Human Centered Design
Goal: In designing our project, our team wanted to make sure that our work was addressing real-life issues. We sought out the opinions of various stakeholders, including farmers, manufacturers, and leading scientists in our project design.
Result: We were able to integrate human practices at all 5 stages of our project design. First, we contacted farmers and oil producers in order to understand the scope of the green seed problem. Using our discussion with stakeholders as a starting point, our team began to ideate project ideas. In order to inform our design, we spoke to lead scientists to flag potential issues and improve our biological design. In order to evaluate our project, we brought our designs back to stakeholders to make sure our project aligned with their visions for the industry. Last but not least, we continued our conversation with various faculty members and the Canadian Grain Commission to further iterate on our design.
Future Directions: As we continue to expand our project, we hope to maintain our relationship with stakeholders at each level to make sure our project grows in the right direction.
Goal: Since a main cause of the green seed problem is frost, farmers and the alberta canola association expressed how it could be useful to have better frost prediction.
Result: We designed software that can accurately predict long term daily-lows for temperature in a local town, Vulcan.
Future Directions: We want to increase accuracy, as well as increase its ability to predict frost using other parameters.
Goal: Farmers expressed displeasure with the current archaic method of grading seeds. We wanted to build an inexpensive method to standardize the grading of canola seed.
Result: We designed software, that when coupled with our lightbox to standardize conditions, could with a few tweaks very accurately grade canola seeds.
Future Directions: We want to increase accuracy and speed by changing our code to c++, as well as training a dataset with a convolutional neural net.
Goal: After identifying the green seed problem as a major problem within the green seed industry, our team looked into ways in which our solution could be implemented into the industry.
Result: Through our industry outreach, we were able to find that our emulsion system could be used to supplement clays in existing chlorophyll removal infrastructure to maximize chlorophyll removal and oil yield at a lower cost.
Future Directions: After the 2019 Giant Jamboree, we hope to patent our Emulsified Binding Protien (EBP) process, and move towards creating a start-up company for our design.
Goal: In order to strengthen the Alberta canola industry, our team aimed to use education and public engagement to enhance the skilled workforce, create proper infrastructure, and foster consumer acceptance of canola products.
Result: Through thorough education of new iGEM team members, discussion of synthetic biology principles with high-schoolers across the city, and engagement activities with the general public, we were able to address all three of these objectives.
Future Directions: We hope to expand our outreach efforts to reach even more people. We hope to continue educating future synthetic biologists through our synthetic biology education package.
Goal: Our team aimed to design constructs and express and purify 6GIX, a water soluble chlorophyll-binding protein, for use in our emulsified binding protein (EBP) process.
Result: Our team successfully used Golden Gate assembly to create seven constructs to express the 6GIX protein. Six of these constructs contained each of the different signal peptides OmpA, MalE, TorA, YcbK, DsbA, and PhoA signal peptides. We also were able to create a construct without a signal peptide. Using the T7 promoter system and Ni-NTA chromatography, we were able to successfully induce and purify 6GIX.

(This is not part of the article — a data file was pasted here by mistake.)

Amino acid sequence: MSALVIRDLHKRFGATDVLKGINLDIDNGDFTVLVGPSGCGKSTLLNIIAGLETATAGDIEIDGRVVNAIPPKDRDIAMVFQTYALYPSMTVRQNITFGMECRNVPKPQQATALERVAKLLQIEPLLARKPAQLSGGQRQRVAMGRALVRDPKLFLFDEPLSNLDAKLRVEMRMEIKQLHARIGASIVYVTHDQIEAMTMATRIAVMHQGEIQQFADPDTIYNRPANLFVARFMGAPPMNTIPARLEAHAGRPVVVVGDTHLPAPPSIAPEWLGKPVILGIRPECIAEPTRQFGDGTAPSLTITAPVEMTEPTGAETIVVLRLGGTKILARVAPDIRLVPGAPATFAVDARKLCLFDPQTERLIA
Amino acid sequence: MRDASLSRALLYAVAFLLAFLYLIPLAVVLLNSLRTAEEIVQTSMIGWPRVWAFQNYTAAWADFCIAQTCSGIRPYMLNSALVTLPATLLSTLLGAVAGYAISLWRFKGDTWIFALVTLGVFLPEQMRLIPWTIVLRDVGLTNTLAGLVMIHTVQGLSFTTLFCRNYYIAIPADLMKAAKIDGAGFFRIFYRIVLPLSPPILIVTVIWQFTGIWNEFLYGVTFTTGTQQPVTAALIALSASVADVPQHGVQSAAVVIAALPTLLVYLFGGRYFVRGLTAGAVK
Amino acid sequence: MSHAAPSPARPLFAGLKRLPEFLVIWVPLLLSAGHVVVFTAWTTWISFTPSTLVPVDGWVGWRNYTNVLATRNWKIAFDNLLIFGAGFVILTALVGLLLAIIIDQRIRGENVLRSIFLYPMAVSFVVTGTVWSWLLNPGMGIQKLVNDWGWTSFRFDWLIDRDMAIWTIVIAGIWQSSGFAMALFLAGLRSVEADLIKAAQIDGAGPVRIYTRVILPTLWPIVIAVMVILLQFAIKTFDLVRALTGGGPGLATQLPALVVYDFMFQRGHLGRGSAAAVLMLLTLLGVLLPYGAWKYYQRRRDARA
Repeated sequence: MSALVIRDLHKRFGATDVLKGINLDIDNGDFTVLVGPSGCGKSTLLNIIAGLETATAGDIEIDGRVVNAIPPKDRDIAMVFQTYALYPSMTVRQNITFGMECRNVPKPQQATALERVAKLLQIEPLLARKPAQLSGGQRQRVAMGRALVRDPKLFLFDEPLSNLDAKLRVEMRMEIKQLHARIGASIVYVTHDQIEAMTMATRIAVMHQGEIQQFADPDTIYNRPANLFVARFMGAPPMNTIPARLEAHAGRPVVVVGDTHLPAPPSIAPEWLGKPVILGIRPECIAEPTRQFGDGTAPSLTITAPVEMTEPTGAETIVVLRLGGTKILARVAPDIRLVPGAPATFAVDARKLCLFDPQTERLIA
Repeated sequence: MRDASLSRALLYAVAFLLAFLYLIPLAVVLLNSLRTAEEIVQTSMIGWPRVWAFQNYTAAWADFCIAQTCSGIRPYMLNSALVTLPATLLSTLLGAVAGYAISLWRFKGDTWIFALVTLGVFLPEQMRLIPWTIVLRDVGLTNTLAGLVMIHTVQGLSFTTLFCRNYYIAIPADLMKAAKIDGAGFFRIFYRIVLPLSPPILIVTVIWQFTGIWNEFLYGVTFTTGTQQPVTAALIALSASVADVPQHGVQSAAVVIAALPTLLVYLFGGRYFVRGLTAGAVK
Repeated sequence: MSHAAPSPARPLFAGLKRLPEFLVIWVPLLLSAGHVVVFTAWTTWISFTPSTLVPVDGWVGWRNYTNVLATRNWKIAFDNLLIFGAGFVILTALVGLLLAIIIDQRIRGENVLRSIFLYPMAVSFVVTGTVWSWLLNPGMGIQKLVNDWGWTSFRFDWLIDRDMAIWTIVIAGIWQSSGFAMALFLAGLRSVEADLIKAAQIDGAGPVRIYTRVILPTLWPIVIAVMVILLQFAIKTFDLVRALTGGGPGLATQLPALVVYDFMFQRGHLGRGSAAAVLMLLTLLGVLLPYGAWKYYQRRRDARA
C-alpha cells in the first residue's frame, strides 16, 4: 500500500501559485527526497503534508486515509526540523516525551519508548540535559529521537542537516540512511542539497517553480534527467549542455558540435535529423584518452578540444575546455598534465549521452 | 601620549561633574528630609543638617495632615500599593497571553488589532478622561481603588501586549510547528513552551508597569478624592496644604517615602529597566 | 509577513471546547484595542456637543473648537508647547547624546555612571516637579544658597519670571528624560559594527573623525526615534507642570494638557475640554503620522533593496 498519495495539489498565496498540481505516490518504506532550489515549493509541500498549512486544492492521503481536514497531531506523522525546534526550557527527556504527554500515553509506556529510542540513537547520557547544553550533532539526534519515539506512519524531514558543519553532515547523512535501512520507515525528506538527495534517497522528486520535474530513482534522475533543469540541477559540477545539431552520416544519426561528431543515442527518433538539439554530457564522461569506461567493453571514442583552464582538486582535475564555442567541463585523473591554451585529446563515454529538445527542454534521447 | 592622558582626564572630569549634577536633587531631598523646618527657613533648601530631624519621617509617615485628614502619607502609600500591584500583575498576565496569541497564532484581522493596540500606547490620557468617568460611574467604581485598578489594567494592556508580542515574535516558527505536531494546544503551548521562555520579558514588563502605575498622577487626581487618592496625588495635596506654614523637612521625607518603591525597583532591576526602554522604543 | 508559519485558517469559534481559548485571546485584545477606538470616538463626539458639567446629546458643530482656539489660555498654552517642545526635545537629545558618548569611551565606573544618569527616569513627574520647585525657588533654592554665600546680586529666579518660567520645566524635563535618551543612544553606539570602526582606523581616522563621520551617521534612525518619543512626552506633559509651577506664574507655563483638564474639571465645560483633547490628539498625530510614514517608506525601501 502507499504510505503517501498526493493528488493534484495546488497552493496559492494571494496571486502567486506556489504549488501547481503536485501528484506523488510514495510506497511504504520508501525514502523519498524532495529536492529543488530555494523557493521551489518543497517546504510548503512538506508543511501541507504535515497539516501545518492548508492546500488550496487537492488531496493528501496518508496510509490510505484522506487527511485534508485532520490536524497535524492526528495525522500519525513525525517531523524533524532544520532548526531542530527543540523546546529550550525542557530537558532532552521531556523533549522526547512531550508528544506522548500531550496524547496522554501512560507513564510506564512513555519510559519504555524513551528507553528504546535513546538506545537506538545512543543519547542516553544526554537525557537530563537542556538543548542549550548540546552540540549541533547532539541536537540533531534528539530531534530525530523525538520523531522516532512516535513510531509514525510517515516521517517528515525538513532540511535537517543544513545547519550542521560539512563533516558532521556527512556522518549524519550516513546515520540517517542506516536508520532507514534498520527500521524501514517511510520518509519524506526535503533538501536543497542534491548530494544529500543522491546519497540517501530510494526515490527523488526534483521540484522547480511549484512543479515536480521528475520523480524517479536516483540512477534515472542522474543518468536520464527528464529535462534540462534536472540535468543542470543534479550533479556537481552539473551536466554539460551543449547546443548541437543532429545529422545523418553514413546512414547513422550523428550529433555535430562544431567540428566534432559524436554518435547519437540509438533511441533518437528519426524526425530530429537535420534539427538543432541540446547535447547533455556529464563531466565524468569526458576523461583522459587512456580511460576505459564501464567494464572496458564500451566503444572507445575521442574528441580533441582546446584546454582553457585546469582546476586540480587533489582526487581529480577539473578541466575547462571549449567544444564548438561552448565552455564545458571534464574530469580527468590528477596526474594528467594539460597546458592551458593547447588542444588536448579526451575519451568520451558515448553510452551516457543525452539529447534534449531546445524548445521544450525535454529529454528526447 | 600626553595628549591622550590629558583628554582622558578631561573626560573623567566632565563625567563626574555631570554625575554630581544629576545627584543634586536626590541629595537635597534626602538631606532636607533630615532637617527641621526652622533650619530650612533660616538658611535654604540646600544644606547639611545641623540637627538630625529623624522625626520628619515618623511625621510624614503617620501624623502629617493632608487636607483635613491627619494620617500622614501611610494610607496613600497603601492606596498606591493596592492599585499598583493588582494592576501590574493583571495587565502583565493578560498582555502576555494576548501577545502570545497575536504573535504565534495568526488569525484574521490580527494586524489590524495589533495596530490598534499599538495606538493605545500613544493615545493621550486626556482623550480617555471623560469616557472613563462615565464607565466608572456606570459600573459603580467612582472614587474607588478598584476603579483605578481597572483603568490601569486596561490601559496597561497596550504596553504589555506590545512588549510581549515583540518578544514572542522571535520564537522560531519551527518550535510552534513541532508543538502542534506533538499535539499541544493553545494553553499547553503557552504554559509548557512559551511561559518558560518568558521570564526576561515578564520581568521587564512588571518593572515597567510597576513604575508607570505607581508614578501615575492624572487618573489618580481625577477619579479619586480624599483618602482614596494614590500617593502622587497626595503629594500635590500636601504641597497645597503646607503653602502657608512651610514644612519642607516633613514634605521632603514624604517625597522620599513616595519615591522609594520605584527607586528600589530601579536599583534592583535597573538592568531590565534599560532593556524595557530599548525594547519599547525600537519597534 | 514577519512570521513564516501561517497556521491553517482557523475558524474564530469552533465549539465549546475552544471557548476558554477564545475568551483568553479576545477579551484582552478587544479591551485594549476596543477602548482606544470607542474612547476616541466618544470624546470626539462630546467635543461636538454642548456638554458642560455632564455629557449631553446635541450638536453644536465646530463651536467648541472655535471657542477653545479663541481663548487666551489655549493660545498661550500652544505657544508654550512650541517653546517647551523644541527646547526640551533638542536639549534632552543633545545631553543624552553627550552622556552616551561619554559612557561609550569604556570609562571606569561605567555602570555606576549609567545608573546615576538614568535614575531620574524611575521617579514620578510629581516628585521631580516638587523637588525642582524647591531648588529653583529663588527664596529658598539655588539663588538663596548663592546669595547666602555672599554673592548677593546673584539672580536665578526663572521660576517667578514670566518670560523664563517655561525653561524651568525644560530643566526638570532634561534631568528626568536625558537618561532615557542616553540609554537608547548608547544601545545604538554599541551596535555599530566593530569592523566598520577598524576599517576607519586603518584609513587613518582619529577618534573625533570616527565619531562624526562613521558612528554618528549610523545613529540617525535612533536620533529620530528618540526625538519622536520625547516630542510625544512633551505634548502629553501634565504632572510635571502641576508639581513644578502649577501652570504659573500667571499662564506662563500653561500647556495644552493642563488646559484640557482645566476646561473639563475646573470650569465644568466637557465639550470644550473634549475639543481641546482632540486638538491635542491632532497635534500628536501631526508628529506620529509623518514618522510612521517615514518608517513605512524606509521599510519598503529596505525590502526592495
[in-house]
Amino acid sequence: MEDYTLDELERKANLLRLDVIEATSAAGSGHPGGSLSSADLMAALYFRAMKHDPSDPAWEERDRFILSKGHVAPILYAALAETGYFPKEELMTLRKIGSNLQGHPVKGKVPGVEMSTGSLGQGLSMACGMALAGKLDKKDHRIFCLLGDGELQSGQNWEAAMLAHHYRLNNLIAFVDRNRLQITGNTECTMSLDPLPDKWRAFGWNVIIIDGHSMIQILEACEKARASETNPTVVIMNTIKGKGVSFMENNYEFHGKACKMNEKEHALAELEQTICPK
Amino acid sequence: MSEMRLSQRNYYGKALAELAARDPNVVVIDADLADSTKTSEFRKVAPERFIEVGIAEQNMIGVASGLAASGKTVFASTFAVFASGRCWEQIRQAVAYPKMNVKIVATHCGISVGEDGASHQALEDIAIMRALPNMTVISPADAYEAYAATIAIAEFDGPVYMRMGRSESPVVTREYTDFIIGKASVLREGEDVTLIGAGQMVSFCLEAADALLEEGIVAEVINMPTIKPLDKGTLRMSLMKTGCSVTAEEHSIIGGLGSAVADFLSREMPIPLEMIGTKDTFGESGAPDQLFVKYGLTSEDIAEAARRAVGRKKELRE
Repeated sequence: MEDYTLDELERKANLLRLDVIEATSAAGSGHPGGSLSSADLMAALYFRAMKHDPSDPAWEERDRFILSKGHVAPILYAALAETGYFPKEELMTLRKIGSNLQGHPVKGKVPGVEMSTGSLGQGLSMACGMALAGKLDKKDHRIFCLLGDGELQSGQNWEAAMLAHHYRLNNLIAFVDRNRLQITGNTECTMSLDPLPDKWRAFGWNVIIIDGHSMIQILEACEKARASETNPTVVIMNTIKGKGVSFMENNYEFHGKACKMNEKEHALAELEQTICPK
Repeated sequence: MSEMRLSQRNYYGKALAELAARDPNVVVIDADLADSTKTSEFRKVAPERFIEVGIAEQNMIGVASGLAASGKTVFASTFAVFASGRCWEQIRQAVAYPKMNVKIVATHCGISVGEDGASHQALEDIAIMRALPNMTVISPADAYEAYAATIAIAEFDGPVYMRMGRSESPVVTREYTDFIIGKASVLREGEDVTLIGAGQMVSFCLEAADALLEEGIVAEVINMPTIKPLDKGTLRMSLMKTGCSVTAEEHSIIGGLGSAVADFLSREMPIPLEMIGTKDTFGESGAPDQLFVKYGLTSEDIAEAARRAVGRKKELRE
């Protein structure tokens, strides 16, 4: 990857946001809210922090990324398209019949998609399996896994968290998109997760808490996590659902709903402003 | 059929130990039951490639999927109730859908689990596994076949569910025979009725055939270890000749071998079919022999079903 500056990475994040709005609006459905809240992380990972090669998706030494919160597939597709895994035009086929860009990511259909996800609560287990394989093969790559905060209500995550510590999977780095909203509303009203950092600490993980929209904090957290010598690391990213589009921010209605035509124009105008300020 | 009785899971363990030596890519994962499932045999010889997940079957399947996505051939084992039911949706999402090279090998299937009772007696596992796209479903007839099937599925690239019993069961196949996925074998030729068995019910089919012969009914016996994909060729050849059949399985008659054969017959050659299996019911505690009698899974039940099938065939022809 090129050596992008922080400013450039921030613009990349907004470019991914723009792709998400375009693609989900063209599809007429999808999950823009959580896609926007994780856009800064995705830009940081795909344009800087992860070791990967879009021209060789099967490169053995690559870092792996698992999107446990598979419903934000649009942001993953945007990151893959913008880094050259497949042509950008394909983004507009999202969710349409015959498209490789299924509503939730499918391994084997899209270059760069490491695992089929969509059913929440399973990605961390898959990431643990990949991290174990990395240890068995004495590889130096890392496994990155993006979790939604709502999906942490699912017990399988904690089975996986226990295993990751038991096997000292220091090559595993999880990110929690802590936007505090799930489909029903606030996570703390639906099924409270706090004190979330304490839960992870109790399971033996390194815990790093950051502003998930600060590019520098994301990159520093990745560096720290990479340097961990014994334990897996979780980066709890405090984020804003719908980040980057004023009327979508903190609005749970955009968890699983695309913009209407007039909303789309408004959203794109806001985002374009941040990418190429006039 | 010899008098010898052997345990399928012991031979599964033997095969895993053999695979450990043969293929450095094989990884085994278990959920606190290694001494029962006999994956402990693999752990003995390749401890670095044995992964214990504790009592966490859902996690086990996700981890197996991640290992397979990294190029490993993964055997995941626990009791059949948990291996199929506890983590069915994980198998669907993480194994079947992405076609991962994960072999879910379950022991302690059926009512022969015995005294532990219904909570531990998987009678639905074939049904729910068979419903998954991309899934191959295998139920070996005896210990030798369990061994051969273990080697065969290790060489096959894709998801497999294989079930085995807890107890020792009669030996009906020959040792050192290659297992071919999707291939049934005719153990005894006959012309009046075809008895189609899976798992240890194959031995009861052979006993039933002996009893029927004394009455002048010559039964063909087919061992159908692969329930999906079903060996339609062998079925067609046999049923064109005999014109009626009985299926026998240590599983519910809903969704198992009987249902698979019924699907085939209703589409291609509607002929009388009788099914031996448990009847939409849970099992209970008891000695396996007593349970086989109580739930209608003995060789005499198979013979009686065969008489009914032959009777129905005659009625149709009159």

Figure 1. SDS-PAGE gel showing whole cell lysate and Ni-NTA purification fractions for 6GIX without a signal peptide and an empty vector control. The marker used is the NEB colour protein standard. The arrow denotes correct band size of 21 kDa for the 6GIX protein.
The correct protein size was visible at 21kDA in a western blot using Anti-His MAb (from mouse) and Anti-mouse IgG conjugated with HRP antibodies.
Figure 2. Western blot of whole cell lysate and Ni-NTA purification fractions for 6GIX without a signal peptide and an empty vector control. A His-tagged positive control was also included. The marker used is the NEB colour protein standard. The antibodies used were Mouse Anti-HIS-tag mAb (MBL) for primary antibody and Goat Anti-Mouse:HRP (Jackson ImmunoResearch Laboratories) for secondary antibody.
The 6GIX protein with PhoA, DsbA, and MalE signal peptides were successfully secreted into the periplasm of the cells, with the brightest protein band visible for secretion using the MalE signal peptide.
Figure 3. SDS-PAGE gel showing periplasmic purification of 6GIX with six different signal peptides, no signal peptide, and an empty vector control. The marker used is the NEB colour protein standard. The arrow denotes correct band size of 21 kDa for the 6GIX protein.
Future Directions: In order to further characterize the 6GIX protein, we hope to assess the binding affinity of 6GIX to chlorophyll.
Goal: After obtaining a purified 6GIX protein sample, we aimed to provide a proof-of-concept for our Emulsified Binding Protein (EBP) system by showing that 6GIX is able to bind chlorophyll in an emulsion.
Result: Preliminary emulsion tests show that 6GIX is capable of binding chlorophyll in an emulsion.
Figure 4. Acid-activated clay, BSA positive control, 6GIX, and buffer negative control emulsions. BSA and 6GIX were emulsified at equal concentrations. The upper phase is a pure oil phase and the lower phase is a oil in water microemulsion. Processed and unprocessed canola oil samples were also imaged for reference.
Figure 5. Percent change in chlorophyll concentration in oil after emulsification with BSA and 6GIX.
6GIX is shown to have superior chlorophyll-binding capabilities to BSA.
Future Directions: We hope to induce and purify ModGIX, a 6GIX protein improved for stability, and compare its efficiency to 6GIX in emulsion.
Goal: Our team aimed to characterise CBR, HCAR, SGR, and PPH, which are four enzymes involved in the degradation pathway of chlorophyll to pheophorbide a.
Result: Using ICARUS, our universal spacer, we were successfully able to purify HCAR and PPH using Ni-NTA chromatography. 10% SDS-PAGE gels were stained with Coomassie blue to reveal HCAR and PPH presence in the elution fractions of a Nickel-NTA column purification.